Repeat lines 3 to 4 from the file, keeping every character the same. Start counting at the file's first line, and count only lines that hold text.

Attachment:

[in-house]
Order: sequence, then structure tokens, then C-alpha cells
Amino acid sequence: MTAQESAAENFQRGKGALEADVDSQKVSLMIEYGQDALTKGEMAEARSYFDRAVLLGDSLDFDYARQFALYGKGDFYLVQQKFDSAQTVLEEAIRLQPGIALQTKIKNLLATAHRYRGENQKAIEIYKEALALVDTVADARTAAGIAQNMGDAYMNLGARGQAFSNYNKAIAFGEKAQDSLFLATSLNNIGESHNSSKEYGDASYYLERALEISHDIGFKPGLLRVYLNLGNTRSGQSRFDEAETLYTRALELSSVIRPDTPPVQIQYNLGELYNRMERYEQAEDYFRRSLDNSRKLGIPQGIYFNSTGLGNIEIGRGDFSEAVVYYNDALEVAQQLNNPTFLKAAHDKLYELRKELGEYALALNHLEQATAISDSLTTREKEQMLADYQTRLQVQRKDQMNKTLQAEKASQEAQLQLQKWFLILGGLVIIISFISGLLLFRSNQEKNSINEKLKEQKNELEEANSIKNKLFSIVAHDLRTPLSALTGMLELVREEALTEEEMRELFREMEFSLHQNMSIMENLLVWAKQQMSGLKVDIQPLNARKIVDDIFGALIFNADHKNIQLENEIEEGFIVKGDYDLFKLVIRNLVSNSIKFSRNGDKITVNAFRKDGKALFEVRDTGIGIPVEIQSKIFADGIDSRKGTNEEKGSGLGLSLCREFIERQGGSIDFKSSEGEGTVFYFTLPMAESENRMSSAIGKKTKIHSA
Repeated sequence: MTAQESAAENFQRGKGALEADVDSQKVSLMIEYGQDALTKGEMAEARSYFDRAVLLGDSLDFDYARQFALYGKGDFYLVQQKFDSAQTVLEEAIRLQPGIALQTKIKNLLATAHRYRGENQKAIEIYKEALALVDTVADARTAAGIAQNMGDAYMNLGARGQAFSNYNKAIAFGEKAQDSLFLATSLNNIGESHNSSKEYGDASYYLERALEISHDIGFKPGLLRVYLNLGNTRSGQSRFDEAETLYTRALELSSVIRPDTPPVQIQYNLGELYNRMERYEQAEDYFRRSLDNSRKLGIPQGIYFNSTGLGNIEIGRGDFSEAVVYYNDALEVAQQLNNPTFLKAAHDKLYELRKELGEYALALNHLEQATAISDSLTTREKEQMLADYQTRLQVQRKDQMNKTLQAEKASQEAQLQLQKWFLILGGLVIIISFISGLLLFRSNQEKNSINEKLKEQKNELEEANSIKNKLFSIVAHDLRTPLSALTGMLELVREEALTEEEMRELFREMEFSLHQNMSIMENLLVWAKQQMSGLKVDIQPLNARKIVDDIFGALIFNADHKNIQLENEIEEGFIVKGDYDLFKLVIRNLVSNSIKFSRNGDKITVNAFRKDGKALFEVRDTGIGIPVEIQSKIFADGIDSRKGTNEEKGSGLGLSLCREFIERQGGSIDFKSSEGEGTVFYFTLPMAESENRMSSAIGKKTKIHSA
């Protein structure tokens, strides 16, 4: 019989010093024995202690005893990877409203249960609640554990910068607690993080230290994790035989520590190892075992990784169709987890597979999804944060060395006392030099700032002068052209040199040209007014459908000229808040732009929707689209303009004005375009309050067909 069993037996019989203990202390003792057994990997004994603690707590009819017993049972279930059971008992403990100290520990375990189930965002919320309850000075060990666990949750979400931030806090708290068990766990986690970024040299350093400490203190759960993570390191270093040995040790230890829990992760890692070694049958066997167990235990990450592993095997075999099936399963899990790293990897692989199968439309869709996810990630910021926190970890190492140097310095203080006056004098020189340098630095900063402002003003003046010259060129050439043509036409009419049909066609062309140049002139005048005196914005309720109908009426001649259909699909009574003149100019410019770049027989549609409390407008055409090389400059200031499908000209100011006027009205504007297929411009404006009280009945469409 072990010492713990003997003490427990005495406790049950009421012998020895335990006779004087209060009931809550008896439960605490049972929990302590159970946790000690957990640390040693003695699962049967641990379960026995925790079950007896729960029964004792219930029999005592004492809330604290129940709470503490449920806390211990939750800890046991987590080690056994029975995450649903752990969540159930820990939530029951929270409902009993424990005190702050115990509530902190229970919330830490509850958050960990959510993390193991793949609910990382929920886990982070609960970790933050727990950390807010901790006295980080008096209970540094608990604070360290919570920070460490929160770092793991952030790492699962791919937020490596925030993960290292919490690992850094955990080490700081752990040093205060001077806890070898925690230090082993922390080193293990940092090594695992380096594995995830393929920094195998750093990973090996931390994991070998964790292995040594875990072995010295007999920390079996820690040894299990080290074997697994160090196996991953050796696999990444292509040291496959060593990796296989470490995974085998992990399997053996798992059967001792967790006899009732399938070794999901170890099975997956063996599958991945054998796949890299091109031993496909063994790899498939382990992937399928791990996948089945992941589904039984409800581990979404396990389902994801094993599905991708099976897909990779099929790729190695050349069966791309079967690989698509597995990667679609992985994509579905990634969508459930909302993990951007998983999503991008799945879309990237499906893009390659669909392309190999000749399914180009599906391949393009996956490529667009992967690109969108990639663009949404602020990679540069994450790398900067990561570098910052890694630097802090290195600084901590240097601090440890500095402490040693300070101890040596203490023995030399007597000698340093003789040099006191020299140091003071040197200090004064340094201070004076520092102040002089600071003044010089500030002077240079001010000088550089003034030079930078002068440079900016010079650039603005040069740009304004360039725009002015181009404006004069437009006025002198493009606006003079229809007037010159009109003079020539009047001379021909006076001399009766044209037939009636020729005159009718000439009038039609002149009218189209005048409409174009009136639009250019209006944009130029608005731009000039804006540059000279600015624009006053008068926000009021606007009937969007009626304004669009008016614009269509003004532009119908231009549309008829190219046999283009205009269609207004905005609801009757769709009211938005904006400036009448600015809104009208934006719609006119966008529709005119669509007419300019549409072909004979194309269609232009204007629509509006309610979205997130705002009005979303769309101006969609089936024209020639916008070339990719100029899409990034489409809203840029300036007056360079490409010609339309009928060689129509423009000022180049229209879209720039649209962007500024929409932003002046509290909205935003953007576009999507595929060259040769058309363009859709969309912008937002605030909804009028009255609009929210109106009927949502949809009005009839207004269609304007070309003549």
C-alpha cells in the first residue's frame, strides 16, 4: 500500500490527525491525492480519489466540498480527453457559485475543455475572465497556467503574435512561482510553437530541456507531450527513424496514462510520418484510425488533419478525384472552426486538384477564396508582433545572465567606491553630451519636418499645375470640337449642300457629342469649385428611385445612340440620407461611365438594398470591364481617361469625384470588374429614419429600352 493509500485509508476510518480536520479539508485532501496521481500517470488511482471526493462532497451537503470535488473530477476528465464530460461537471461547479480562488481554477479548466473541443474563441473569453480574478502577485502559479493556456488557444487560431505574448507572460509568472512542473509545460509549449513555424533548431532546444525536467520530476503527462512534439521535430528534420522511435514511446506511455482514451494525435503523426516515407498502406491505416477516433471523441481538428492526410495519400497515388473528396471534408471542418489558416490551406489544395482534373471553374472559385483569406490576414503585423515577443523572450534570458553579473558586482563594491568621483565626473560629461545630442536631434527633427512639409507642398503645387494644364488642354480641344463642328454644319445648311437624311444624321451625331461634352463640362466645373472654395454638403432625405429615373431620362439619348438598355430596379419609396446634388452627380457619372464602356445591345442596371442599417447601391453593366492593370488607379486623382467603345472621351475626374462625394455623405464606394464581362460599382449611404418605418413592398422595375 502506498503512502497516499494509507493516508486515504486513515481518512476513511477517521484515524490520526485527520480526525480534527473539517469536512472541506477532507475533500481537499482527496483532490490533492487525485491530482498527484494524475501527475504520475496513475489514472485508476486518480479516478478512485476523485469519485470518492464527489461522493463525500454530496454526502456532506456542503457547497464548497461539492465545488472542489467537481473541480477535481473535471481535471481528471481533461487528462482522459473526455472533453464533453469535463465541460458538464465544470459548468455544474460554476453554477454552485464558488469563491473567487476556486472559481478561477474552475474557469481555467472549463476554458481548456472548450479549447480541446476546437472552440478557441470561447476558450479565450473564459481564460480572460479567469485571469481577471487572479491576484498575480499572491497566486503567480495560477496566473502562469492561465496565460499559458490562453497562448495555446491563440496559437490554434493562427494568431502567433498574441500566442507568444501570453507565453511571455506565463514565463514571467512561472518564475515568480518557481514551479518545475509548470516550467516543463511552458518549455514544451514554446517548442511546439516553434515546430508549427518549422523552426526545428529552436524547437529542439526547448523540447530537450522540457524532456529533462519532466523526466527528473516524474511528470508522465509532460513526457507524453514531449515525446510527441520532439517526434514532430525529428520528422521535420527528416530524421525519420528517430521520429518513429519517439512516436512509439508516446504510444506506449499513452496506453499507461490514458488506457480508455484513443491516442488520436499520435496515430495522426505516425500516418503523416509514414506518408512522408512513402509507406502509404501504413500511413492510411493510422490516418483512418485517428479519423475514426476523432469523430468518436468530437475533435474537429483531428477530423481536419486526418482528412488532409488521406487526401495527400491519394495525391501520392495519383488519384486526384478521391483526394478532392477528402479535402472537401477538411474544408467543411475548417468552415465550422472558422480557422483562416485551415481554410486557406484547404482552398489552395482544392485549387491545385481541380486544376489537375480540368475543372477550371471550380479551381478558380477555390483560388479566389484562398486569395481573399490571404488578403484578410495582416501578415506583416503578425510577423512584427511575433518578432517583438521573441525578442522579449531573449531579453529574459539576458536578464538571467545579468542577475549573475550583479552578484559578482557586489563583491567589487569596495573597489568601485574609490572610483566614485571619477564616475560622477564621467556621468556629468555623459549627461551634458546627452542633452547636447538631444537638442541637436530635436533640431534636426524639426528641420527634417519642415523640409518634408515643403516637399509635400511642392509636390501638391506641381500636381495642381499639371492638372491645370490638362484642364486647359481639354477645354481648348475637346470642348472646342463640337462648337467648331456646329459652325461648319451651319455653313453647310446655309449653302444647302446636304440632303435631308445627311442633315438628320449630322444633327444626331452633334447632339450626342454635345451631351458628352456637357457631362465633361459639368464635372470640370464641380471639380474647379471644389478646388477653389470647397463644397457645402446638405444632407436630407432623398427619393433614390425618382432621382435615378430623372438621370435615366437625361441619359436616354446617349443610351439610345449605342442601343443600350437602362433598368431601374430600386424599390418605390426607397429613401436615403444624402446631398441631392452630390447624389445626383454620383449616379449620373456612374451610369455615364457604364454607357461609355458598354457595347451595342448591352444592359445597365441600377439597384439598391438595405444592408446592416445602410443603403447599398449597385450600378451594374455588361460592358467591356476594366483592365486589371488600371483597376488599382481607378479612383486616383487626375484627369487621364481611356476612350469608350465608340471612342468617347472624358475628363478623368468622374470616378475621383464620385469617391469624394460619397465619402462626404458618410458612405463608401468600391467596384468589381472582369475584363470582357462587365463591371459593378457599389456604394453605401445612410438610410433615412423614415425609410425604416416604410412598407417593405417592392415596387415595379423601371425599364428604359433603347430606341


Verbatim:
Amino acid sequence: MTAQESAAENFQRGKGALEADVDSQKVSLMIEYGQDALTKGEMAEARSYFDRAVLLGDSLDFDYARQFALYGKGDFYLVQQKFDSAQTVLEEAIRLQPGIALQTKIKNLLATAHRYRGENQKAIEIYKEALALVDTVADARTAAGIAQNMGDAYMNLGARGQAFSNYNKAIAFGEKAQDSLFLATSLNNIGESHNSSKEYGDASYYLERALEISHDIGFKPGLLRVYLNLGNTRSGQSRFDEAETLYTRALELSSVIRPDTPPVQIQYNLGELYNRMERYEQAEDYFRRSLDNSRKLGIPQGIYFNSTGLGNIEIGRGDFSEAVVYYNDALEVAQQLNNPTFLKAAHDKLYELRKELGEYALALNHLEQATAISDSLTTREKEQMLADYQTRLQVQRKDQMNKTLQAEKASQEAQLQLQKWFLILGGLVIIISFISGLLLFRSNQEKNSINEKLKEQKNELEEANSIKNKLFSIVAHDLRTPLSALTGMLELVREEALTEEEMRELFREMEFSLHQNMSIMENLLVWAKQQMSGLKVDIQPLNARKIVDDIFGALIFNADHKNIQLENEIEEGFIVKGDYDLFKLVIRNLVSNSIKFSRNGDKITVNAFRKDGKALFEVRDTGIGIPVEIQSKIFADGIDSRKGTNEEKGSGLGLSLCREFIERQGGSIDFKSSEGEGTVFYFTLPMAESENRMSSAIGKKTKIHSA
Repeated sequence: MTAQESAAENFQRGKGALEADVDSQKVSLMIEYGQDALTKGEMAEARSYFDRAVLLGDSLDFDYARQFALYGKGDFYLVQQKFDSAQTVLEEAIRLQPGIALQTKIKNLLATAHRYRGENQKAIEIYKEALALVDTVADARTAAGIAQNMGDAYMNLGARGQAFSNYNKAIAFGEKAQDSLFLATSLNNIGESHNSSKEYGDASYYLERALEISHDIGFKPGLLRVYLNLGNTRSGQSRFDEAETLYTRALELSSVIRPDTPPVQIQYNLGELYNRMERYEQAEDYFRRSLDNSRKLGIPQGIYFNSTGLGNIEIGRGDFSEAVVYYNDALEVAQQLNNPTFLKAAHDKLYELRKELGEYALALNHLEQATAISDSLTTREKEQMLADYQTRLQVQRKDQMNKTLQAEKASQEAQLQLQKWFLILGGLVIIISFISGLLLFRSNQEKNSINEKLKEQKNELEEANSIKNKLFSIVAHDLRTPLSALTGMLELVREEALTEEEMRELFREMEFSLHQNMSIMENLLVWAKQQMSGLKVDIQPLNARKIVDDIFGALIFNADHKNIQLENEIEEGFIVKGDYDLFKLVIRNLVSNSIKFSRNGDKITVNAFRKDGKALFEVRDTGIGIPVEIQSKIFADGIDSRKGTNEEKGSGLGLSLCREFIERQGGSIDFKSSEGEGTVFYFTLPMAESENRMSSAIGKKTKIHSA